‘the city is at one of those tipping points’

Rockland forms ad hoc committee to address housing shortage

Tue, 12/12/2017 - 2:00pm

ROCKLAND – A man froze to death in a shipping container in Rockland. Some large companies avoid the area, and nurses and teachers revoke their contracts and move away. This, because of what has been described as zero vacancy in local housing rentals.

Habitat for Humanity and the homeless advocates in Rockport have come forward with reports of hundreds of people currently on waiting lists for shelter.

These anecdotes, repeated by Mayor Valli Geiger during the Monday, Dec. 11 city council meeting, provided the basis of why councilors voted to create an ad hoc housing committee.

“It feels like the city is at one of those tipping points where our future is in danger if there is no place for millennials, who wish to move here, to live,” Geiger said. “If there is no place for new employees to live.”

Starting in January, three subcommittees within a large task force will study and address three different topics related to the housing shortage.

One subcommittee will review the feasibility of converting the former McLain School property into residential housing.

The second will review the utilization of upper stories of buildings in the downtown district.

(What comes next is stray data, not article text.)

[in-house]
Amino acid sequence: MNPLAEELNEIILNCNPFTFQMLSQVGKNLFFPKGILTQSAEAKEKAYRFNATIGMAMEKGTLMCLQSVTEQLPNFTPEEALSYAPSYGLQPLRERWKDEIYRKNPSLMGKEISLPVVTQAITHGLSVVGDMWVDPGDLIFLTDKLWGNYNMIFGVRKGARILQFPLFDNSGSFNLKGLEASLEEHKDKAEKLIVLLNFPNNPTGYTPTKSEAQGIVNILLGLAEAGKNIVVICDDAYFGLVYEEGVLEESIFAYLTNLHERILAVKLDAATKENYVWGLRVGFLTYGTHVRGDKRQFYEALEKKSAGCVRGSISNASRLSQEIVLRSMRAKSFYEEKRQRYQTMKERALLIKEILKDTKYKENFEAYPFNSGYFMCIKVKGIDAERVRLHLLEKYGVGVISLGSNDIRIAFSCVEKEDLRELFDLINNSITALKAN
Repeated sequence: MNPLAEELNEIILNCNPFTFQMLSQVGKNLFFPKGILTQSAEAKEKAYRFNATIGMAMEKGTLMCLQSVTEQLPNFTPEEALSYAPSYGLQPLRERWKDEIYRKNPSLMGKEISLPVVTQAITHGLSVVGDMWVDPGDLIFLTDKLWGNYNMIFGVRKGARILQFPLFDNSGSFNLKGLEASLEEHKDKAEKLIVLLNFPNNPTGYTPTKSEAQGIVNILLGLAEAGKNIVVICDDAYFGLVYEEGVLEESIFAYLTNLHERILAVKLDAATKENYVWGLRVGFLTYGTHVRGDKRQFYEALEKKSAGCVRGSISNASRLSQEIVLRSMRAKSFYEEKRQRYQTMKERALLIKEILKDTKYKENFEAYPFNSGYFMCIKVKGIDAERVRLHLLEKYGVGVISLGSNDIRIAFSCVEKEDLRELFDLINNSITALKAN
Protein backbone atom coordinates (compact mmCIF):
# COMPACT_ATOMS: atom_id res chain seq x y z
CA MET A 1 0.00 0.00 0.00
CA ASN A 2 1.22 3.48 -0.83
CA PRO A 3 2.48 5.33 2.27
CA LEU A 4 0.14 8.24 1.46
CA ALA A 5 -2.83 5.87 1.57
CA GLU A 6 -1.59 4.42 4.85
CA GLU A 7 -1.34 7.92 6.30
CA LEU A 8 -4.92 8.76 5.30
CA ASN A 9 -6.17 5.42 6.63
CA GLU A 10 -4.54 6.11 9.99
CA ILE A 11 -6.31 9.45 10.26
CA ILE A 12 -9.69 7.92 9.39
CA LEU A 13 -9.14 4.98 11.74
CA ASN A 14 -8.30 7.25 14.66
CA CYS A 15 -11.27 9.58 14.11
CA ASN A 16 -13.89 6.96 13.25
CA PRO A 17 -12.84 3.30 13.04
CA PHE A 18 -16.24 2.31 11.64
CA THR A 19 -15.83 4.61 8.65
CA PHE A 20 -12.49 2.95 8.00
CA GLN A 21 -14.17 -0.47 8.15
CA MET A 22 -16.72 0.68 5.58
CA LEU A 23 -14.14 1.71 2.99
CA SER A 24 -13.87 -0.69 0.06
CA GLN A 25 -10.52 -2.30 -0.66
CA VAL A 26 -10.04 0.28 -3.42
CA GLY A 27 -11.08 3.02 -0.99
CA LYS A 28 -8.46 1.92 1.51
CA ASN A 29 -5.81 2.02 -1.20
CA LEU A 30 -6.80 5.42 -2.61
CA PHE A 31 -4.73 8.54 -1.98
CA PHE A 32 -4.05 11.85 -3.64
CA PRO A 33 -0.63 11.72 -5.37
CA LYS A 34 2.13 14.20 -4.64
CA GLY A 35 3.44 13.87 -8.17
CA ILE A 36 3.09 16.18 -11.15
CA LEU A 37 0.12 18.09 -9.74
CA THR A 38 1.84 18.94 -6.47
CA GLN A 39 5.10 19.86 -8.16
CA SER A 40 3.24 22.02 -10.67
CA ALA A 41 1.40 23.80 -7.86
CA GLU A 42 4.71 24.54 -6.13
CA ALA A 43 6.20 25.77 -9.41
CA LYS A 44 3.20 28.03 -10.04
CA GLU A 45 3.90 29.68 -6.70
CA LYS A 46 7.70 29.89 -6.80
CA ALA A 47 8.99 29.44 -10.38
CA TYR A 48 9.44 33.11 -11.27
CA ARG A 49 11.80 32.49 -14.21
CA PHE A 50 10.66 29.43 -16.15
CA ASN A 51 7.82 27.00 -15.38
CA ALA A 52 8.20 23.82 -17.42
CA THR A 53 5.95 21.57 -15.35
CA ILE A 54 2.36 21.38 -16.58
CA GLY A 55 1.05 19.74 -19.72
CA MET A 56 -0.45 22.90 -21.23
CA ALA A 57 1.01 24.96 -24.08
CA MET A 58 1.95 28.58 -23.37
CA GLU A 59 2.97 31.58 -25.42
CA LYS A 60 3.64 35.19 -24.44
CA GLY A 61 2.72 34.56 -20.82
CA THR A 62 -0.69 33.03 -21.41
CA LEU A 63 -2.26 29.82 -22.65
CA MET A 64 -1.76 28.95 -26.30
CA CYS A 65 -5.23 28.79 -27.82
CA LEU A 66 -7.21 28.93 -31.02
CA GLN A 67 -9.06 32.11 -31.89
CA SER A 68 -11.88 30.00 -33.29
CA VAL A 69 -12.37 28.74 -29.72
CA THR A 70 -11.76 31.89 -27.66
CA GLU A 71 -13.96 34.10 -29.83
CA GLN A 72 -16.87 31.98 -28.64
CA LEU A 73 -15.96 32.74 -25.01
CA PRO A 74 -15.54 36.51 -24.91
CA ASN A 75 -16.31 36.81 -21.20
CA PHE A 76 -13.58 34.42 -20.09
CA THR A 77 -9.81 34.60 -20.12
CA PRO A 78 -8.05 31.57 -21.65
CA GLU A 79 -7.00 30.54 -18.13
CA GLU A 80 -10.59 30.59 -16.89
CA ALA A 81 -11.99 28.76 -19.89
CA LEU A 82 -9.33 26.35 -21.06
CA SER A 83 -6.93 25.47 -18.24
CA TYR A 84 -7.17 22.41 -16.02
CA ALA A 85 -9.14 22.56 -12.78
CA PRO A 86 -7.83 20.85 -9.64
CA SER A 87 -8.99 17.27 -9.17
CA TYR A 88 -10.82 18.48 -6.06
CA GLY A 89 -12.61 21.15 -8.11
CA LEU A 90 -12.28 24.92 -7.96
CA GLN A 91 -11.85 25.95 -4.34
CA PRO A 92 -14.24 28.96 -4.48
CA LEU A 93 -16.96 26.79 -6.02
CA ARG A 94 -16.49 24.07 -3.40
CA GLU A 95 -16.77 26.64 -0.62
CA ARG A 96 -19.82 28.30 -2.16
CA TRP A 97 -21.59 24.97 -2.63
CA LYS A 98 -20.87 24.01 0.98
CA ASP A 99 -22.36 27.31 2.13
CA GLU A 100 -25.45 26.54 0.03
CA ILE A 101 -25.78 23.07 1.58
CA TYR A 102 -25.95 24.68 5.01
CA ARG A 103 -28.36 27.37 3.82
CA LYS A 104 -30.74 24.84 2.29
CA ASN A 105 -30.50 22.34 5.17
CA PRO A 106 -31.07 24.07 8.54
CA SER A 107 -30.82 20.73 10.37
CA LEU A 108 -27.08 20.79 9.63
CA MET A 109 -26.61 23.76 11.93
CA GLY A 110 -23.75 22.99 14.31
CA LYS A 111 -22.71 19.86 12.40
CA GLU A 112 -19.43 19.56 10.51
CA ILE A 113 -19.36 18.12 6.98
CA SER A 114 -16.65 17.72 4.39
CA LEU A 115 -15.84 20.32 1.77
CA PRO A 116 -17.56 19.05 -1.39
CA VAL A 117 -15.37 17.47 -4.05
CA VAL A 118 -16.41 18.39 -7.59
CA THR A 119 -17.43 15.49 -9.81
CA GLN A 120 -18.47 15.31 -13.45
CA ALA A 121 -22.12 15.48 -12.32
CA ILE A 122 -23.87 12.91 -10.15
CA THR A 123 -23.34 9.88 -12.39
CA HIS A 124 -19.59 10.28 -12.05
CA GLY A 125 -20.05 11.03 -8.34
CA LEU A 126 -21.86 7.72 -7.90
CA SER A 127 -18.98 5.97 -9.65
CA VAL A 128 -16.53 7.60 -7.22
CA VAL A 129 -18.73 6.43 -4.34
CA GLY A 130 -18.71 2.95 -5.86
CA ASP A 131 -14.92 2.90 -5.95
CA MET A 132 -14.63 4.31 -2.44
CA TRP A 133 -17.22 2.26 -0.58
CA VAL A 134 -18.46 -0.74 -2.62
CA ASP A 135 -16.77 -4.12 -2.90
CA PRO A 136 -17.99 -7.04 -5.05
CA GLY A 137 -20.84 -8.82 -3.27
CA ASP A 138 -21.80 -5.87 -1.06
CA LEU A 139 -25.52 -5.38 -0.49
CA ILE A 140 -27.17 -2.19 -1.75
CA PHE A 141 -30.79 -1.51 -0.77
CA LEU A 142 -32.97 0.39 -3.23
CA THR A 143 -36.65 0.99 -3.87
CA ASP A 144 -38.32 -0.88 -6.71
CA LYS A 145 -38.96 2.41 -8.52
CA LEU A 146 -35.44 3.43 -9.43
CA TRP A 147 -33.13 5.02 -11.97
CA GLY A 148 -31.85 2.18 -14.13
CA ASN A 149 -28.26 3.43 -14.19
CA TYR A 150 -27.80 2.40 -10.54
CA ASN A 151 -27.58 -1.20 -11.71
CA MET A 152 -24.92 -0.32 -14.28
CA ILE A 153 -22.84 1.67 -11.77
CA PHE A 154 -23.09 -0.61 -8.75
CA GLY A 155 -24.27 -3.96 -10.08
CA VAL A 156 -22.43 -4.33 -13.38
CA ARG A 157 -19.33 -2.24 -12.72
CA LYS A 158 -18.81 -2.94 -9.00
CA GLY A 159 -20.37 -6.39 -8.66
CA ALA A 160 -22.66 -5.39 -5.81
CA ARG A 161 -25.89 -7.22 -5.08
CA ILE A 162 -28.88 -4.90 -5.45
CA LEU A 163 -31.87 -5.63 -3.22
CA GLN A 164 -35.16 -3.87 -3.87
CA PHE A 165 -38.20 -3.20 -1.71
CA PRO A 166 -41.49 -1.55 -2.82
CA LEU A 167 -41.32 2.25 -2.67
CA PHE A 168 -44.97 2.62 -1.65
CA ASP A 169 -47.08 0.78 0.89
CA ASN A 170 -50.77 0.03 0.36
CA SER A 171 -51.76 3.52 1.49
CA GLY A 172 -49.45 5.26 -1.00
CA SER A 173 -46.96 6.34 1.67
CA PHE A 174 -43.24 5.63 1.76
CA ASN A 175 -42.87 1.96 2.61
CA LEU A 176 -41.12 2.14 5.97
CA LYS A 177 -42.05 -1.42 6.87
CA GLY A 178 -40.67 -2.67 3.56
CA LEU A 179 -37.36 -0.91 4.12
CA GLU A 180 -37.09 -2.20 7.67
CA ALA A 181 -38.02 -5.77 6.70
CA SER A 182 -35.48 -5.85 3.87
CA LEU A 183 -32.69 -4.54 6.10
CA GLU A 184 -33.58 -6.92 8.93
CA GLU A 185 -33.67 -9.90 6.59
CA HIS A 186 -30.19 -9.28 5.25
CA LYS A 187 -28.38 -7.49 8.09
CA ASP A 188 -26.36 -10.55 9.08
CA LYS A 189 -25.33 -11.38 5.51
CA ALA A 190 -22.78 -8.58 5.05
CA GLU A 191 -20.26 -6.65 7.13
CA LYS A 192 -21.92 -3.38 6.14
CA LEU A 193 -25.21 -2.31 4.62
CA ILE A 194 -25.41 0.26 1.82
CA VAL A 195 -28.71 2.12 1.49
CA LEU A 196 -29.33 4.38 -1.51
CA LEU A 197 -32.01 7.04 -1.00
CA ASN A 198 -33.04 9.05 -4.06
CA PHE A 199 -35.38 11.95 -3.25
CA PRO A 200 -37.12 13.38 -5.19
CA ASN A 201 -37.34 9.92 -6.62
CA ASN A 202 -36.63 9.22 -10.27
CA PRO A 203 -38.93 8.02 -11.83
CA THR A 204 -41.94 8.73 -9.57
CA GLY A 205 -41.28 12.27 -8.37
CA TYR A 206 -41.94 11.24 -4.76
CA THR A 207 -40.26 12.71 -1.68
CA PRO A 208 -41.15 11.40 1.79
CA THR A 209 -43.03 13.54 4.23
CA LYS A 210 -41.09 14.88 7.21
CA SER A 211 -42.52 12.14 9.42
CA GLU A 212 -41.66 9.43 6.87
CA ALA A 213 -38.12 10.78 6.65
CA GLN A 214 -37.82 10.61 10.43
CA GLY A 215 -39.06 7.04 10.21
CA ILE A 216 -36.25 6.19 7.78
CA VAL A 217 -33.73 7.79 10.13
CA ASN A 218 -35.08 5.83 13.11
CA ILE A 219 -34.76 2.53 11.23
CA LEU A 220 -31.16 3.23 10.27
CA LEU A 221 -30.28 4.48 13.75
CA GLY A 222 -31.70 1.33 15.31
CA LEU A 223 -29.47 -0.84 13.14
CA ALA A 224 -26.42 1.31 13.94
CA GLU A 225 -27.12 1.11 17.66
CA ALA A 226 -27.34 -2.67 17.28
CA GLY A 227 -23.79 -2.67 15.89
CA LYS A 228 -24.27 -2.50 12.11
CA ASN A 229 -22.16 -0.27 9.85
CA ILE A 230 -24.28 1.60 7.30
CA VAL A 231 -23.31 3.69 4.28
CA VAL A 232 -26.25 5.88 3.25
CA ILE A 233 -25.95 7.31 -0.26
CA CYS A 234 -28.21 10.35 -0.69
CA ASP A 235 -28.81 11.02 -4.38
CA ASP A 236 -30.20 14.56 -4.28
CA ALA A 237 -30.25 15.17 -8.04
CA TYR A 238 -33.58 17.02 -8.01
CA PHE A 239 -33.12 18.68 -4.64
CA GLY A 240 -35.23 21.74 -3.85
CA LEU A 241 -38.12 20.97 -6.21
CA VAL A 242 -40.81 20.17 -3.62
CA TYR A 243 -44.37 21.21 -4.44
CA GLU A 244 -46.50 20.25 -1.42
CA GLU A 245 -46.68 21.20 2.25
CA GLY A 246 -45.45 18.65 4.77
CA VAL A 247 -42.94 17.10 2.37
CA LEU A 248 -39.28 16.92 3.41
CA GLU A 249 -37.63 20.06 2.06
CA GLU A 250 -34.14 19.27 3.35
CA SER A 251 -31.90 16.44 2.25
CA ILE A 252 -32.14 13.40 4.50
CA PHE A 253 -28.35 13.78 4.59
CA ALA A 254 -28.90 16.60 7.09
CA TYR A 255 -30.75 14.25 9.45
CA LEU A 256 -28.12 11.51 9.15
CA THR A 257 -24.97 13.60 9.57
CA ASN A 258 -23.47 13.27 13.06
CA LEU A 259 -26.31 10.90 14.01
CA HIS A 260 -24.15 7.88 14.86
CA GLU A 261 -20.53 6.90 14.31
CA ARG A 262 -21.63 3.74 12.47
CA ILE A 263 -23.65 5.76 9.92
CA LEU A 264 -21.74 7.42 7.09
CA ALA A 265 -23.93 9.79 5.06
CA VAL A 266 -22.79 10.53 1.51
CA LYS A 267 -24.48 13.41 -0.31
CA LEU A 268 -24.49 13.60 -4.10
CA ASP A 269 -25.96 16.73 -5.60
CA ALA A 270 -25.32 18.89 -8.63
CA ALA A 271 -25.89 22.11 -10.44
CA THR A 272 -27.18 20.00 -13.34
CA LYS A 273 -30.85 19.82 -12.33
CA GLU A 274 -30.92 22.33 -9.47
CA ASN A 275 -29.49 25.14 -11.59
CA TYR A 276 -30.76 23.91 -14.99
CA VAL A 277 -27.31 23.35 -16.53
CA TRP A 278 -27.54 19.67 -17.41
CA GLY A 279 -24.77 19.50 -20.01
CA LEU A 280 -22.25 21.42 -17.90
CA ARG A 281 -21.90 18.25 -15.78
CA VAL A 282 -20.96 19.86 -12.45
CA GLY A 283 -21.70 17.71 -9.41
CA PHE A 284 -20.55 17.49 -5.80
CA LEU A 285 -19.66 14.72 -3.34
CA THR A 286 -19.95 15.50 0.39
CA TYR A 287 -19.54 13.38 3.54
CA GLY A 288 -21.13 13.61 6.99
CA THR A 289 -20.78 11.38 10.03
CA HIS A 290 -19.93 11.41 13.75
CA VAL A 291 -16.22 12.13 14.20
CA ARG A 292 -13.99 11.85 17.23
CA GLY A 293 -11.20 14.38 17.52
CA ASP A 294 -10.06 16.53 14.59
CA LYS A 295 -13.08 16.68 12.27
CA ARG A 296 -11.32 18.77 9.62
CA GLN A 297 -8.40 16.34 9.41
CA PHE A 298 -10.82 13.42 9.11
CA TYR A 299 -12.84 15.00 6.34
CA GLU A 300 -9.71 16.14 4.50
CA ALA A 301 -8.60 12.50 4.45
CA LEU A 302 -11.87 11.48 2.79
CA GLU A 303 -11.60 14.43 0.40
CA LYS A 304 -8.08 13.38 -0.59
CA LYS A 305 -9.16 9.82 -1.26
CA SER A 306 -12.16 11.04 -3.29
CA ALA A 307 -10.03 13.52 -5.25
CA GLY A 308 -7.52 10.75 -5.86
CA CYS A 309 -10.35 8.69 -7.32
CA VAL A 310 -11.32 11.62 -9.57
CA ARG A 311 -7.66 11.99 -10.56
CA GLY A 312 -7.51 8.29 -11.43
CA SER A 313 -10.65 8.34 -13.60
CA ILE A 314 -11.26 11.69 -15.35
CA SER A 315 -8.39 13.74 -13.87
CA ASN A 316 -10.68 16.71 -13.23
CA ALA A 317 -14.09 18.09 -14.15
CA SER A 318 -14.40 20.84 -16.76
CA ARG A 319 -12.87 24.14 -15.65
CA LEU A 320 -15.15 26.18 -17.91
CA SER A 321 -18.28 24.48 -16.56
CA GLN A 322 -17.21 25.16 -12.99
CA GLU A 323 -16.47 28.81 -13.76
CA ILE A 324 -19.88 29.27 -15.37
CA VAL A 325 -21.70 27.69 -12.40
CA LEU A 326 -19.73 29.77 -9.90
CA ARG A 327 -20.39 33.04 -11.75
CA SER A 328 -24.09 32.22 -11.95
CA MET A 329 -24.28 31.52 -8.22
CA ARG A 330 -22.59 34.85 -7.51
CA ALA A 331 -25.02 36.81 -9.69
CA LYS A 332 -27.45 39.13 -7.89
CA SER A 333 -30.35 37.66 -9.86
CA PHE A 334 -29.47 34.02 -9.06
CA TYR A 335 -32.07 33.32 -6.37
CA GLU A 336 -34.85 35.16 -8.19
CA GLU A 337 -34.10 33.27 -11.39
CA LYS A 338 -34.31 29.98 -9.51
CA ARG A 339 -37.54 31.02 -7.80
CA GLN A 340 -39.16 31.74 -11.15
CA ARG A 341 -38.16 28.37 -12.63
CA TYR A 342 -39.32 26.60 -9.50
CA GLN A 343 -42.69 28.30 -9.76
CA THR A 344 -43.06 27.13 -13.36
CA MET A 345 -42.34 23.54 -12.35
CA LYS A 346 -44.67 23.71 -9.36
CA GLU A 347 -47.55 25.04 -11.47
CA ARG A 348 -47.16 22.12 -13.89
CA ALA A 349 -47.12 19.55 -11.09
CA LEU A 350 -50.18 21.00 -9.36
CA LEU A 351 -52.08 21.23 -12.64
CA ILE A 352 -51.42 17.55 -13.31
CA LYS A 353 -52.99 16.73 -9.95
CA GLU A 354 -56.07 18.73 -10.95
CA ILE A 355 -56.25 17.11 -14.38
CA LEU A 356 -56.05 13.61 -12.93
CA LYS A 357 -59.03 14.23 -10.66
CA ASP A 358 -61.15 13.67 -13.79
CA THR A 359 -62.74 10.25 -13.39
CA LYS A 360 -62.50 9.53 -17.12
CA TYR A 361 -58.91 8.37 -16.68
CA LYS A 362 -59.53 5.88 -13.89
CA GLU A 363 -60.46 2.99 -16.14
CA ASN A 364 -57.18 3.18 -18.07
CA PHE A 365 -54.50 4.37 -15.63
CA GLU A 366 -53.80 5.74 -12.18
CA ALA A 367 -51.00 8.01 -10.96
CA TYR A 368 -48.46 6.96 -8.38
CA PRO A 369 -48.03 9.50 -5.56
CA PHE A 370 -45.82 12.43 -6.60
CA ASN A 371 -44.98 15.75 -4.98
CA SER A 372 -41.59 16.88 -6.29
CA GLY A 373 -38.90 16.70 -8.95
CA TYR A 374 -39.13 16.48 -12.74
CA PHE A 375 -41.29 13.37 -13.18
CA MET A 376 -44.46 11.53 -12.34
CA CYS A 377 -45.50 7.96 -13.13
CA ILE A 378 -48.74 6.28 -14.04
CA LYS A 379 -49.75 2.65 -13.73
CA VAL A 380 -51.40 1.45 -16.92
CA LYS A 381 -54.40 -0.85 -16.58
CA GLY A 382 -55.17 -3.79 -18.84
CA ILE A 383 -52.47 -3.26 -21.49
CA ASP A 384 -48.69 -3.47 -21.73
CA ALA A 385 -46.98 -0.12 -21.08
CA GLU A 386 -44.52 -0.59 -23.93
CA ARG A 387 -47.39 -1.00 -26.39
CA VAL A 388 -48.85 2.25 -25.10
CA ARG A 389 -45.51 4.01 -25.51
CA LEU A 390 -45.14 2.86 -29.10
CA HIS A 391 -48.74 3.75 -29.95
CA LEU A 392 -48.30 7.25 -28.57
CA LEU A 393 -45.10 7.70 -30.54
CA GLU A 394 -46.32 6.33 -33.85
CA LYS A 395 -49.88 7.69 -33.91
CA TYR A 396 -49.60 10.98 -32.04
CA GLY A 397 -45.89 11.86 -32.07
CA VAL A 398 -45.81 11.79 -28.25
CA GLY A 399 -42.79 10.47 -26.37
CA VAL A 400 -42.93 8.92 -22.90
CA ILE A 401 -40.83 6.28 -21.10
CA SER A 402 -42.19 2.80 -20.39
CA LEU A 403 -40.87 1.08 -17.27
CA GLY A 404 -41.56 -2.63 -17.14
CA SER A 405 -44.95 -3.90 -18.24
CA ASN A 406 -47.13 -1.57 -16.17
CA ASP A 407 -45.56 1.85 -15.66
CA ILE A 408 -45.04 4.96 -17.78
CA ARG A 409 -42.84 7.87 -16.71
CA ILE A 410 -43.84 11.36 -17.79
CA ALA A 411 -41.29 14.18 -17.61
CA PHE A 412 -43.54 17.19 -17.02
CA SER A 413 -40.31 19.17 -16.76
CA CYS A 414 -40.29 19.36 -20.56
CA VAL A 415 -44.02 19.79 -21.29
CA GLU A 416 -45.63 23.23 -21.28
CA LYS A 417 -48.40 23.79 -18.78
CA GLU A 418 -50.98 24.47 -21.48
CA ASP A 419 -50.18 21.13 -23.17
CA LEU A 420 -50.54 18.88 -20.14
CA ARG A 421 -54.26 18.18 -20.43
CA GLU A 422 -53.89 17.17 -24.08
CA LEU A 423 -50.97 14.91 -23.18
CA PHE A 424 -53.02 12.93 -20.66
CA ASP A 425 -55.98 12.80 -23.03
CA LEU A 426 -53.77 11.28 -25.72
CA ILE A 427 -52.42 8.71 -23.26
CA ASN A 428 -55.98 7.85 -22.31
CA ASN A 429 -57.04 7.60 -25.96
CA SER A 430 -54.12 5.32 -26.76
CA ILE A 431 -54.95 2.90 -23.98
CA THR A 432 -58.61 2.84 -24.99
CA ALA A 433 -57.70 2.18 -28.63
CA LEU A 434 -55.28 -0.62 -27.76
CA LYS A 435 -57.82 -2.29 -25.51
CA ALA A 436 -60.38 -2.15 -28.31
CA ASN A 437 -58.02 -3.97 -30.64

And the third will study and recommend reasonable regulations for establishment of tiny houses.

As an amendment, Geiger also added the topic of infill (allowing more habitable structures to existing properties) to the tiny house conversations since both are intertwined where zoning is concerned.

According to Geiger, each subcommittee will include a council member. She also stated a desire for a city employee to join each group, as well as local professionals with expertise in related fields.

All five council members expressed enthusiasm for the new task force. However, Councilor Ed Glaser stated concern about limiting discussion of the McLain School property to just housing.

“I hope that this subcommittee will look at other potential uses that would benefit the city at least as much as housing,” he said. “Who knows exactly what it will be. It may well be that housing is the best use.”

Glaser then listed other options including a magnet school.

Otherwise, Glaser said, “I think this is wonderful. I think this is exactly what we need to be doing.”


Reach Sarah Thompson at news@penbaypilot.com